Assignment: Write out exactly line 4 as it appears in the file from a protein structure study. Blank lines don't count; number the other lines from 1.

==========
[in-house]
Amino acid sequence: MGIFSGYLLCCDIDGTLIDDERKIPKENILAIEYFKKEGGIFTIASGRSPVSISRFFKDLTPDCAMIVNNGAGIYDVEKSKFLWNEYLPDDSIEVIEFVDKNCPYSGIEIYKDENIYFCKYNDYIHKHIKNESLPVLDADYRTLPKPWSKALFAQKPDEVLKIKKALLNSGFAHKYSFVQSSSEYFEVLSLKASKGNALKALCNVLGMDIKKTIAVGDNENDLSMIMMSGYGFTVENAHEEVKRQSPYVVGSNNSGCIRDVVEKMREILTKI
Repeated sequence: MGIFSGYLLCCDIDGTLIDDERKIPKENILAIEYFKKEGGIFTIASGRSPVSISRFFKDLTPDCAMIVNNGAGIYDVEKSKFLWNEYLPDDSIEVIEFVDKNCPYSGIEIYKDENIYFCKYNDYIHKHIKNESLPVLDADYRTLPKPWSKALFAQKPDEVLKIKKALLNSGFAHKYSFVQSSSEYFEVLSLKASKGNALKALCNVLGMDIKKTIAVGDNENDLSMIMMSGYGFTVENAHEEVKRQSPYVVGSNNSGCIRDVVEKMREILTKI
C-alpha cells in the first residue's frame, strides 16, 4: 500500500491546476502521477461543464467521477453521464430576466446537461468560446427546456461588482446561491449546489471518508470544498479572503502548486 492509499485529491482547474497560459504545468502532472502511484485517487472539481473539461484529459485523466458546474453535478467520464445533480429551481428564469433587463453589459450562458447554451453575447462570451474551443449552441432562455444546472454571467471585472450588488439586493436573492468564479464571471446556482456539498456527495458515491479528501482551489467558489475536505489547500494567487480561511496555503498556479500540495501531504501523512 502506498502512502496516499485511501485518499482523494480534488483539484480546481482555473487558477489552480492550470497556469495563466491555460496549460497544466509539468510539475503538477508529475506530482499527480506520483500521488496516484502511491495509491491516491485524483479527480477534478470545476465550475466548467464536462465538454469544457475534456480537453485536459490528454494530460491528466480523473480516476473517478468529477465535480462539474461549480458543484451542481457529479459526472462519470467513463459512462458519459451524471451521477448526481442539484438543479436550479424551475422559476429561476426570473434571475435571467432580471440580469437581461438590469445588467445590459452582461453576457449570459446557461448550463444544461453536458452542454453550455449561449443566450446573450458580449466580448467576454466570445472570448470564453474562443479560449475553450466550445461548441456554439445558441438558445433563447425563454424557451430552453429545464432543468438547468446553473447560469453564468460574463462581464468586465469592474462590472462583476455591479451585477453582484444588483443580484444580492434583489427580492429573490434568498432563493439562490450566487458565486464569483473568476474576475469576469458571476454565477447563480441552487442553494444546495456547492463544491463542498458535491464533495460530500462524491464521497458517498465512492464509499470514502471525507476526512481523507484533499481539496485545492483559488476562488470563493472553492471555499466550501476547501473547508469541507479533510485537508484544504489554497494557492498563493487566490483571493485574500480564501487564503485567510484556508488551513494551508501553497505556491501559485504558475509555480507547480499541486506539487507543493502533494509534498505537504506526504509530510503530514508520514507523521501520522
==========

C-alpha cells in the first residue's frame, strides 16, 4: 500500500491546476502521477461543464467521477453521464430576466446537461468560446427546456461588482446561491449546489471518508470544498479572503502548486 492509499485529491482547474497560459504545468502532472502511484485517487472539481473539461484529459485523466458546474453535478467520464445533480429551481428564469433587463453589459450562458447554451453575447462570451474551443449552441432562455444546472454571467471585472450588488439586493436573492468564479464571471446556482456539498456527495458515491479528501482551489467558489475536505489547500494567487480561511496555503498556479500540495501531504501523512 502506498502512502496516499485511501485518499482523494480534488483539484480546481482555473487558477489552480492550470497556469495563466491555460496549460497544466509539468510539475503538477508529475506530482499527480506520483500521488496516484502511491495509491491516491485524483479527480477534478470545476465550475466548467464536462465538454469544457475534456480537453485536459490528454494530460491528466480523473480516476473517478468529477465535480462539474461549480458543484451542481457529479459526472462519470467513463459512462458519459451524471451521477448526481442539484438543479436550479424551475422559476429561476426570473434571475435571467432580471440580469437581461438590469445588467445590459452582461453576457449570459446557461448550463444544461453536458452542454453550455449561449443566450446573450458580449466580448467576454466570445472570448470564453474562443479560449475553450466550445461548441456554439445558441438558445433563447425563454424557451430552453429545464432543468438547468446553473447560469453564468460574463462581464468586465469592474462590472462583476455591479451585477453582484444588483443580484444580492434583489427580492429573490434568498432563493439562490450566487458565486464569483473568476474576475469576469458571476454565477447563480441552487442553494444546495456547492463544491463542498458535491464533495460530500462524491464521497458517498465512492464509499470514502471525507476526512481523507484533499481539496485545492483559488476562488470563493472553492471555499466550501476547501473547508469541507479533510485537508484544504489554497494557492498563493487566490483571493485574500480564501487564503485567510484556508488551513494551508501553497505556491501559485504558475509555480507547480499541486506539487507543493502533494509534498505537504506526504509530510503530514508520514507523521501520522